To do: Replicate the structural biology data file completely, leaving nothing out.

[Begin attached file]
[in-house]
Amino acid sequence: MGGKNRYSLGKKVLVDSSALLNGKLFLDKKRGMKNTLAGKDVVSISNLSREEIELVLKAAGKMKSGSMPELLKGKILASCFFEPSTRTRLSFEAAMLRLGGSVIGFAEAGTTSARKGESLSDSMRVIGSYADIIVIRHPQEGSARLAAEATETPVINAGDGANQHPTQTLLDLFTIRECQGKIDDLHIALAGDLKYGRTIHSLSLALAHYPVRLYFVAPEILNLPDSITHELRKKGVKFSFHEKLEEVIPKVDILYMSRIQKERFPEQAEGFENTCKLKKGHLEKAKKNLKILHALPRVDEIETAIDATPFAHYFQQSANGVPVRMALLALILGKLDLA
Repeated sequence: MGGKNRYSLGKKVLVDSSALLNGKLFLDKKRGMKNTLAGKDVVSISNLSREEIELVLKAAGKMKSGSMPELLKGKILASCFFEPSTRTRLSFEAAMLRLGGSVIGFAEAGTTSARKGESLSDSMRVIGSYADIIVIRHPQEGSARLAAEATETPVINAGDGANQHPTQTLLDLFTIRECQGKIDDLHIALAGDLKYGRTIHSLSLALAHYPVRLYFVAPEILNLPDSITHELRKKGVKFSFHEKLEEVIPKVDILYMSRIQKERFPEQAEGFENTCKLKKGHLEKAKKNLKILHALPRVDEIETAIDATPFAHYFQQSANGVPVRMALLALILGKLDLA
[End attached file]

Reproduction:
[in-house]
Amino acid sequence: MGGKNRYSLGKKVLVDSSALLNGKLFLDKKRGMKNTLAGKDVVSISNLSREEIELVLKAAGKMKSGSMPELLKGKILASCFFEPSTRTRLSFEAAMLRLGGSVIGFAEAGTTSARKGESLSDSMRVIGSYADIIVIRHPQEGSARLAAEATETPVINAGDGANQHPTQTLLDLFTIRECQGKIDDLHIALAGDLKYGRTIHSLSLALAHYPVRLYFVAPEILNLPDSITHELRKKGVKFSFHEKLEEVIPKVDILYMSRIQKERFPEQAEGFENTCKLKKGHLEKAKKNLKILHALPRVDEIETAIDATPFAHYFQQSANGVPVRMALLALILGKLDLA
Repeated sequence: MGGKNRYSLGKKVLVDSSALLNGKLFLDKKRGMKNTLAGKDVVSISNLSREEIELVLKAAGKMKSGSMPELLKGKILASCFFEPSTRTRLSFEAAMLRLGGSVIGFAEAGTTSARKGESLSDSMRVIGSYADIIVIRHPQEGSARLAAEATETPVINAGDGANQHPTQTLLDLFTIRECQGKIDDLHIALAGDLKYGRTIHSLSLALAHYPVRLYFVAPEILNLPDSITHELRKKGVKFSFHEKLEEVIPKVDILYMSRIQKERFPEQAEGFENTCKLKKGHLEKAKKNLKILHALPRVDEIETAIDATPFAHYFQQSANGVPVRMALLALILGKLDLA